At first, I saw the WARP booklet merely as a way for me to share my passion for traditional textiles. As my writing progressed and improved, I regarded it as a book about stories of indigenous textile artisans. But when I reread my first complete draft, I realized that it was about much more. On the one hand, traditional textiles celebrate our differences, but the stories behind them expose our similarities.
As I wrote the stories, I became aware of the importance of traditional textiles to our humanity. Stories, fundamental to the human condition, are inherent in textiles, especially in ethnic textiles. All the narratives, worldwide, include elements that break us out of the “us and them” mentality. They speak to us as individuals and as a society, a part of a whole.
Unfortunately, over the past couple of decades, there’s been a sharp increase in the “us” and “them” attitude. The evidence is clear—Brexit in England, the rise of ISIS in the Middle East, and the formation of the “Black Lives Matter” movement the United States.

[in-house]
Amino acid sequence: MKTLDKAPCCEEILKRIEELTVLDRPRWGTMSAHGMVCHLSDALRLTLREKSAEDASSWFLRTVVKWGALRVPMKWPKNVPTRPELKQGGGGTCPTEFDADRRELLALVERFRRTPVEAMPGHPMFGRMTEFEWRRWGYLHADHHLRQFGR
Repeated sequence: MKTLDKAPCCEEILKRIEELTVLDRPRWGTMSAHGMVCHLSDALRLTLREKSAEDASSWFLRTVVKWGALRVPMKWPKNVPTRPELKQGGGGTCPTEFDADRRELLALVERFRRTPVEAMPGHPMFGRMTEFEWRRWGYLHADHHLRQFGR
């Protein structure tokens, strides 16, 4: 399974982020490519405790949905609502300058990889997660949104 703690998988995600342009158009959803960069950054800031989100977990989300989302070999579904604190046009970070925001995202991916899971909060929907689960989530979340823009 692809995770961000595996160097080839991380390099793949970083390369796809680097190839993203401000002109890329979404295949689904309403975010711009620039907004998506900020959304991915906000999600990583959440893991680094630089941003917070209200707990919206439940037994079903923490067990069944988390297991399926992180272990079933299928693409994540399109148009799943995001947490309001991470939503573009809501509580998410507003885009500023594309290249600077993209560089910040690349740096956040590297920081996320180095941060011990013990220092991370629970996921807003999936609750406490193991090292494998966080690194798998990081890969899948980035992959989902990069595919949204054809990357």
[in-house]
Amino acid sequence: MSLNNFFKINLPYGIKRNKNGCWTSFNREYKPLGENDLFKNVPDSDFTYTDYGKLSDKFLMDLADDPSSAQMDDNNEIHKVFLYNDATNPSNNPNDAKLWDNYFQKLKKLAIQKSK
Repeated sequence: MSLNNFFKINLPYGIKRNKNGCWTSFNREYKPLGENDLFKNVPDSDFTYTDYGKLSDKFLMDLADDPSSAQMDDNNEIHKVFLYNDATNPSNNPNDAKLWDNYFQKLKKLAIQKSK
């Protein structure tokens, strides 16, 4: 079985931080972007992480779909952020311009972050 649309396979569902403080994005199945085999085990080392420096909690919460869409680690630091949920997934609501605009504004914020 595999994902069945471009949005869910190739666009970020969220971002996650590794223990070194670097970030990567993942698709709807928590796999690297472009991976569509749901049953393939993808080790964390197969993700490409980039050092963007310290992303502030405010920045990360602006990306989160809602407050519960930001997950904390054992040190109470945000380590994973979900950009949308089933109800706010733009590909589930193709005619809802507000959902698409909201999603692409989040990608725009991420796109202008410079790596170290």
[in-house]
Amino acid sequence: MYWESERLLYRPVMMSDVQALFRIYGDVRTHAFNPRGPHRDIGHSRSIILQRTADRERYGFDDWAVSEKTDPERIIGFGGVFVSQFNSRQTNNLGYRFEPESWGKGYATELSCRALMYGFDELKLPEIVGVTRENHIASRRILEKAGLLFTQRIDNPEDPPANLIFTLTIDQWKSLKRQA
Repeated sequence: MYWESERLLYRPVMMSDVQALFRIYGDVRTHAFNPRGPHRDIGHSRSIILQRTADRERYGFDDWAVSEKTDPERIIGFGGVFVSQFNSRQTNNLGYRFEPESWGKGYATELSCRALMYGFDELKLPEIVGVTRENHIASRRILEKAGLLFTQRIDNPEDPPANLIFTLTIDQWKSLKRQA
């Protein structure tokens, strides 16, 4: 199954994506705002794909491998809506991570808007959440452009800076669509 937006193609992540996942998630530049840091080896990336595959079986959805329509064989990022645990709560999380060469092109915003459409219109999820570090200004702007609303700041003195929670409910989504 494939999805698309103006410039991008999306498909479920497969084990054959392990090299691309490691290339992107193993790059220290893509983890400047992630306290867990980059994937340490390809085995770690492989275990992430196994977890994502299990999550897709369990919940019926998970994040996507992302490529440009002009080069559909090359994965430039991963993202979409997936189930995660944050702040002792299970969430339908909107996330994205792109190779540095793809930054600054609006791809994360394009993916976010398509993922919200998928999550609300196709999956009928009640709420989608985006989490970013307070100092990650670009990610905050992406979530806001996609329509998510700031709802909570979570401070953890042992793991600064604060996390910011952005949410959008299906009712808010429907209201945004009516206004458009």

The stories behind the traditional textiles expose our commonalities—we have too much in common with each other to be divided into us and them, to be regarded as more or less. Stories allow us to acknowledge the person in each other. They prevent us from regarding others as less.
It occurred to me that by sharing these stories, I was working towards lessening the all too prevalent hatred, towards preventing us from losing our humanity,